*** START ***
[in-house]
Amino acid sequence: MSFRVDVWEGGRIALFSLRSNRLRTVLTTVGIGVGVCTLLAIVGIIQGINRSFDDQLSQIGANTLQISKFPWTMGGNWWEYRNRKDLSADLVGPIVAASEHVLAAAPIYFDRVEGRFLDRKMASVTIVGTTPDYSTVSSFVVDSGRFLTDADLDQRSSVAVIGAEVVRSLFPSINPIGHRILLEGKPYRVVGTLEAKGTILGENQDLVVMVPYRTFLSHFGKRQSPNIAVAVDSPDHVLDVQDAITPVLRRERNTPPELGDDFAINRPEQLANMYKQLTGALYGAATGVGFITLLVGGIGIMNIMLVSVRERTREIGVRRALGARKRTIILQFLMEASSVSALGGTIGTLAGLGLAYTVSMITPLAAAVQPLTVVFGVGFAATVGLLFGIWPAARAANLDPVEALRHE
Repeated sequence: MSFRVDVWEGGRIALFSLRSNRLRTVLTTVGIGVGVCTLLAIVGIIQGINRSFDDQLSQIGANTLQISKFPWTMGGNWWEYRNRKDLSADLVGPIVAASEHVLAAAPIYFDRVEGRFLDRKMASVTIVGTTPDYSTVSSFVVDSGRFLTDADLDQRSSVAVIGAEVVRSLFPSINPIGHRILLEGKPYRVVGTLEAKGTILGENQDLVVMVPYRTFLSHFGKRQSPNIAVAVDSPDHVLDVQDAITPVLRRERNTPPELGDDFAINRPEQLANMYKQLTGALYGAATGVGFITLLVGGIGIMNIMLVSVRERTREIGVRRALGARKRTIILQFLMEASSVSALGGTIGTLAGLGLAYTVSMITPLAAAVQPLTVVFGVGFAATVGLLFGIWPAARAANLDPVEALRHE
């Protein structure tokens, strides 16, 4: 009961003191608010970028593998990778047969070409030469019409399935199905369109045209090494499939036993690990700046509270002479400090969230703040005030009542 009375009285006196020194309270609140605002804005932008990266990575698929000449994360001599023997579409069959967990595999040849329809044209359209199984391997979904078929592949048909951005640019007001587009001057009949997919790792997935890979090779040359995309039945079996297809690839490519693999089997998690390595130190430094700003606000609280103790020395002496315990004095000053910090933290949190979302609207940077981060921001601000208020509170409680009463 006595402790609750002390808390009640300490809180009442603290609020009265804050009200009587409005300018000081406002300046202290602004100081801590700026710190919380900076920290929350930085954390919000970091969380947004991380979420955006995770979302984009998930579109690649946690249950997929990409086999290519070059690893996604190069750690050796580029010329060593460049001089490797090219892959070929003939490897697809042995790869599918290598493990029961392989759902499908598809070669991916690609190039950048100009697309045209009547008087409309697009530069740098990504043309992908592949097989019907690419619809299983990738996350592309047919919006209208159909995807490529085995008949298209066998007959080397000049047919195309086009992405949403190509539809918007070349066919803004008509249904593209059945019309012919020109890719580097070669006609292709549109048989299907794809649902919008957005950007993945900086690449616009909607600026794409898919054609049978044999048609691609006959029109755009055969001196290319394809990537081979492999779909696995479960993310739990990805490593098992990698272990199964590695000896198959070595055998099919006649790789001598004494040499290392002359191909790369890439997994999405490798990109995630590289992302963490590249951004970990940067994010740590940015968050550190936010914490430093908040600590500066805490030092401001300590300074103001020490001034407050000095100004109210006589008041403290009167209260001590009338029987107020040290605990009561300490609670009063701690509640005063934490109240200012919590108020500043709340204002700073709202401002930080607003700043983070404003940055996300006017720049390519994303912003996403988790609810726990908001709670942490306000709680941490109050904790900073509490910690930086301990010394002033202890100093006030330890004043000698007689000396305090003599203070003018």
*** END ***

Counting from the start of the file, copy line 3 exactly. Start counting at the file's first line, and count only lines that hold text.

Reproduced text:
Repeated sequence: MSFRVDVWEGGRIALFSLRSNRLRTVLTTVGIGVGVCTLLAIVGIIQGINRSFDDQLSQIGANTLQISKFPWTMGGNWWEYRNRKDLSADLVGPIVAASEHVLAAAPIYFDRVEGRFLDRKMASVTIVGTTPDYSTVSSFVVDSGRFLTDADLDQRSSVAVIGAEVVRSLFPSINPIGHRILLEGKPYRVVGTLEAKGTILGENQDLVVMVPYRTFLSHFGKRQSPNIAVAVDSPDHVLDVQDAITPVLRRERNTPPELGDDFAINRPEQLANMYKQLTGALYGAATGVGFITLLVGGIGIMNIMLVSVRERTREIGVRRALGARKRTIILQFLMEASSVSALGGTIGTLAGLGLAYTVSMITPLAAAVQPLTVVFGVGFAATVGLLFGIWPAARAANLDPVEALRHE